Red Hat's (and Sun's) missed SUSE opportunity (Updated)

Red Hat and Sun both actively considered acquiring SUSE back in 2002 and 2003. Novell ended up with the prize. How would our industry be different today if Sun had succeeded?

I posted a (substantiated) rumor last week about Red Hat getting first dibs on buying SUSE and ultimately passing on it. As it turns out, all sorts of people have come out of the woodwork to give me more information on Red Hat's near-miss on acquiring SUSE.

Here are a few gems, including a cameo role from Sun:

  • Red Hat actually looked at buying SUSE twice. The first time was two years before Novell ultimately acquired SUSE, when SUSE was teetering on bankruptcy, and the second was during the negotiations with Novell.
  • The first time, at least one senior SUSE executive took an urgent flight to the US to try to sell the company to Red Hat, but the efforts were shelved when additional venture and industry funding was found in time to prevent a bankruptcy;
  • As for the bankruptcy, it appears that the quasi-bankruptcy was probably technically an actual bankruptcy under German law...;
  • The times being what they were, the quasi/actual bankruptcy was preceded by a period of madness when SUSE was on a torrid hiring binge;
  • While Red Hat took a good, long look at SUSE just before Novell's acquisition of SUSE, Sun was also taking a look at acquiring SUSE, and according to insiders was much closer to acquiring SUSE than Red Hat was.

Chew on that last one for a bit. Way back in 2002/2003, Sun might have been in the Linux business, while Novell might have kept fiddling with NetWare (but more likely would have gone actively into the open-source applications realm, following on its acquisition of Ximian). We would have been living in a very different open-source industry if things had gone Sun's way back then.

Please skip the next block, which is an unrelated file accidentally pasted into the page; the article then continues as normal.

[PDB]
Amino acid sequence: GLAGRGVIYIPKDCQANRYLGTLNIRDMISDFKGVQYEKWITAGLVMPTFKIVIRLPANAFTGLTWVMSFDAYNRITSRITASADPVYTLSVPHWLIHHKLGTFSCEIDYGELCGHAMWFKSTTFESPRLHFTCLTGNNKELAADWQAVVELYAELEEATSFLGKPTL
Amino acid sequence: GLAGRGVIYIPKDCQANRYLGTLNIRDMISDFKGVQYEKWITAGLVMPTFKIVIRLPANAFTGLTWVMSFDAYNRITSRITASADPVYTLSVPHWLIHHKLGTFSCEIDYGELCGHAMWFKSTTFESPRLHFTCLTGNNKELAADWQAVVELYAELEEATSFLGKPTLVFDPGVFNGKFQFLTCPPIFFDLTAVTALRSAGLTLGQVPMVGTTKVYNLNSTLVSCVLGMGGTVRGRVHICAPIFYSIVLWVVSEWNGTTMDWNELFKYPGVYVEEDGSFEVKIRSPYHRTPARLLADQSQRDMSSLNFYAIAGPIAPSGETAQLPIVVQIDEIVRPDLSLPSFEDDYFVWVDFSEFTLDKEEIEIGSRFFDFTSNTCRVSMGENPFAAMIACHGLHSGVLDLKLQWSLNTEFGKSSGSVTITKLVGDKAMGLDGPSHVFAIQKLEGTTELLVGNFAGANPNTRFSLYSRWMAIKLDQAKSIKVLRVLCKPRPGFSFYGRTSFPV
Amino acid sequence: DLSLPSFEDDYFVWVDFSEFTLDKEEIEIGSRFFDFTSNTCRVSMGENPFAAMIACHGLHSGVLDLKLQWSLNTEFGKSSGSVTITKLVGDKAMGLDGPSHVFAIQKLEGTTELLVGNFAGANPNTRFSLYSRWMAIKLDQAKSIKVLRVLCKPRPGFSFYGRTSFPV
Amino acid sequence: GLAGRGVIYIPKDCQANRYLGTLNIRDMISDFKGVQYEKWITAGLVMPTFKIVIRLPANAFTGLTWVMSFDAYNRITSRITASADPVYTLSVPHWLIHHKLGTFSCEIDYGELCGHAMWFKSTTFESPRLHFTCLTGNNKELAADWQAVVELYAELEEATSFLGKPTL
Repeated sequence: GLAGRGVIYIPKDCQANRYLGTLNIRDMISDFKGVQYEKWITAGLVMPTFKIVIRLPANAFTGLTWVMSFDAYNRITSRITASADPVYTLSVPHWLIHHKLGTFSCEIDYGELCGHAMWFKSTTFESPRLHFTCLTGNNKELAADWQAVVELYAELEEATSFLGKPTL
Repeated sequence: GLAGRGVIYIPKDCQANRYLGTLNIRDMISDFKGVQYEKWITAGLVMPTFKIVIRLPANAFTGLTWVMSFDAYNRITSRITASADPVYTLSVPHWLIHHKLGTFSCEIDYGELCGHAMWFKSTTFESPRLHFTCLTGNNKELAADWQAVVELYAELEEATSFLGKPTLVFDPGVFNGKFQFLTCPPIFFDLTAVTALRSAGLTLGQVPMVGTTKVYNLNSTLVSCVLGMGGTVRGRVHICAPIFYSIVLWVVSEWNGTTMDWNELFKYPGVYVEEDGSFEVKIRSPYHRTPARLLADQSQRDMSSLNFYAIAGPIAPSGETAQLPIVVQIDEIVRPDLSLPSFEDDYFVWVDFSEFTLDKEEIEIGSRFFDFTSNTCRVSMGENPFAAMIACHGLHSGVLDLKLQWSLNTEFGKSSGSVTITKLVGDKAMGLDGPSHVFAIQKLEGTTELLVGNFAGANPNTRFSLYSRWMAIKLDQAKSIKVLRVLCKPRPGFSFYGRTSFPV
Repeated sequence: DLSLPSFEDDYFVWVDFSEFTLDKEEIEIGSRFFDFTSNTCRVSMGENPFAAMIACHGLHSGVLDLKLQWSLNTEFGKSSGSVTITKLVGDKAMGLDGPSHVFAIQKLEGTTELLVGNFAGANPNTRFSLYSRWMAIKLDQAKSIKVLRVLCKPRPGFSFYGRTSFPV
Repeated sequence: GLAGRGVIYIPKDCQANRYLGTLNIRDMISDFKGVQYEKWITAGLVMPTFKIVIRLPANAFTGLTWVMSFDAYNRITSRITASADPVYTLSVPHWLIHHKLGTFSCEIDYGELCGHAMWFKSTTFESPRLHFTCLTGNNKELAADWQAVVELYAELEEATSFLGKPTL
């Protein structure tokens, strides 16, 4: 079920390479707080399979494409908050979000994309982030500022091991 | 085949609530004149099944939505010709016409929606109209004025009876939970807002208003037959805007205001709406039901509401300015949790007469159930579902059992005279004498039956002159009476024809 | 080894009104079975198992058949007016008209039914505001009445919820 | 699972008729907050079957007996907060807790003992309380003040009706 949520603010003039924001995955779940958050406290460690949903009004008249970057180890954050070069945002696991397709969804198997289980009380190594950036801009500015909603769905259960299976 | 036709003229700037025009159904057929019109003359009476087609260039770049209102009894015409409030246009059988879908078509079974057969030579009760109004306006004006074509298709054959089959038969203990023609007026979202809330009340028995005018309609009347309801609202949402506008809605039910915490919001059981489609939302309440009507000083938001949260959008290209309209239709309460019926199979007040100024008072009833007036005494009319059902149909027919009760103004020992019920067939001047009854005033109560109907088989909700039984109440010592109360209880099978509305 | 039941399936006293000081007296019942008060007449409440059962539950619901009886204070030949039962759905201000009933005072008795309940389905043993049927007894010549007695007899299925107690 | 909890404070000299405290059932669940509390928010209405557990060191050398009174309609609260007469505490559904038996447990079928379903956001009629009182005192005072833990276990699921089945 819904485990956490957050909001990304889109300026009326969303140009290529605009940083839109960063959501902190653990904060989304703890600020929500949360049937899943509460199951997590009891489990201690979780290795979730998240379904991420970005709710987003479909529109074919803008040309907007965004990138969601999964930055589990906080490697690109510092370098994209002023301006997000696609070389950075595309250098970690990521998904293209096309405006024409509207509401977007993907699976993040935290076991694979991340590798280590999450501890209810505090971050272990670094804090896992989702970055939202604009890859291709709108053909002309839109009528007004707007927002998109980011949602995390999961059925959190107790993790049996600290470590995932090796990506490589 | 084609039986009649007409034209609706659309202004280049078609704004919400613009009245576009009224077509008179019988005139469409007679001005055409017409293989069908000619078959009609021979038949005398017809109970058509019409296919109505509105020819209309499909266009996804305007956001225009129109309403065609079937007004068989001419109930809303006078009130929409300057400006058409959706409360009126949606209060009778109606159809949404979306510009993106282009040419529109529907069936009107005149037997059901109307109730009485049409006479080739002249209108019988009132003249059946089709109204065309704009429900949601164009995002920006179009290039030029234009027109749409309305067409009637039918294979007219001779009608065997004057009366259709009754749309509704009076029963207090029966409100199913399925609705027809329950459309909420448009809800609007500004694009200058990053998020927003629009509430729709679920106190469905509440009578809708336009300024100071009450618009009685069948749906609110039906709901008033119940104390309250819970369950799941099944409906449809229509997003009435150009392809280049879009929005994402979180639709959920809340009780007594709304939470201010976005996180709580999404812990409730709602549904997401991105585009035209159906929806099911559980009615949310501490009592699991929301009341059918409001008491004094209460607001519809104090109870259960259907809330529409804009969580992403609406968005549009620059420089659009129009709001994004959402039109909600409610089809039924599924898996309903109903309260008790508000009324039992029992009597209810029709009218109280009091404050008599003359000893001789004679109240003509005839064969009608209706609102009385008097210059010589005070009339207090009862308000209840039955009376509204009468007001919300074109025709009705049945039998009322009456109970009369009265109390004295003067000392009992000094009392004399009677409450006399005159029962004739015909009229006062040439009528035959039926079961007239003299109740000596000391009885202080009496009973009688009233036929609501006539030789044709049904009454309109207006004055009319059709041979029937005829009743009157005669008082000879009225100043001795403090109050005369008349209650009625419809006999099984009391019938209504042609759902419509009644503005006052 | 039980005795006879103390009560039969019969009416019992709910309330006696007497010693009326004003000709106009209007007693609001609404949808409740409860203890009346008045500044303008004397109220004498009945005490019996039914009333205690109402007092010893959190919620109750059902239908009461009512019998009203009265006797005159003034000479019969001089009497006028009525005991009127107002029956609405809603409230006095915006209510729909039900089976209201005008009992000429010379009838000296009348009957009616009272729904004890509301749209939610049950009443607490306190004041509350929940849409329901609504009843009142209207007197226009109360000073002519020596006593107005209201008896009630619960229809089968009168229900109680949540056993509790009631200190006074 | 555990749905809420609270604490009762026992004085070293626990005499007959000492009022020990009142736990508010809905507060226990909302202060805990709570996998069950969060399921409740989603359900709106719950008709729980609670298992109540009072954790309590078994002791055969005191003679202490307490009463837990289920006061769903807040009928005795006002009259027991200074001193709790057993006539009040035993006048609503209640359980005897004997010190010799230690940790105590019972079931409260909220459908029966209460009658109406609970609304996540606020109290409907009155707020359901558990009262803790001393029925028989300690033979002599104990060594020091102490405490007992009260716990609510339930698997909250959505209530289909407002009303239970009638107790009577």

Better? Worse? I don't know. But different.


UPDATE: Just heard this from a former SUSE person: Apparently, Matthew Szulik (then Red Hat's CEO) actually promised to move all OS engineering to Germany if they bought SUSE. It's unlikely this would have happened, but that was part of the verbal enticement.

Also, Novell had been expecting to get SUSE for less than $200 million, but Sun's entry into the field raised the price considerably. (Arma Partners, which was managing the deal for SUSE, played that one very well, it seems.) IBM had to kick in $50 million to make the price tag palatable to Novell, and the deal went through.

Why was Sun interested? Keep in mind that Sun was paying SUSE at that point to build the Java Desktop System, which was basically SUSE plus some Sun bits, including a newer GNOME. Ximian and Wipro were contracted to build the GNOME bits.

Back to Red Hat. It's very likely that the SUSE and Red Hat engineering cultures wouldn't have meshed well. After all, they had been duking it out between KDE and GNOME for a long time. (As part of Novell's Linux Business Office at the time, I remember many conversations about trying to resolve the GNOME (Led by Novell's Ximian team) and KDE divide post-acquisition. It was a bit of a mess.) So perhaps Red Hat passed on the "opportunity" to save itself an internecine (but civil) war.

Ultimately, perhaps Novell missed out the most, as one commentator wrote to me. Novell investigated building a Debian-based distribution instead of buying SUSE. This was some months before Ubuntu was announced.

If Novell had spent that SUSE money improving Debian, and focused on usability (following its Ximian team's lead) and Novell's sense of "enterprise" instead of the German definition of "enterprise," so the argument goes, it might be in an even stronger position right now. Basically, they could be Ubuntu with enterprise credibility, which is what Ubuntu is trying to achieve (and getting closer every day).

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About the author

    Matt Asay is chief operating officer at Canonical, the company behind the Ubuntu Linux operating system. Prior to Canonical, Matt was general manager of the Americas division and vice president of business development at Alfresco, an open-source applications company. Matt brings a decade of in-the-trenches open-source business and legal experience to The Open Road, with an emphasis on emerging open-source business strategies and opportunities. He is a member of the CNET Blog Network and is not an employee of CNET. You can follow Matt on Twitter @mjasay.

     

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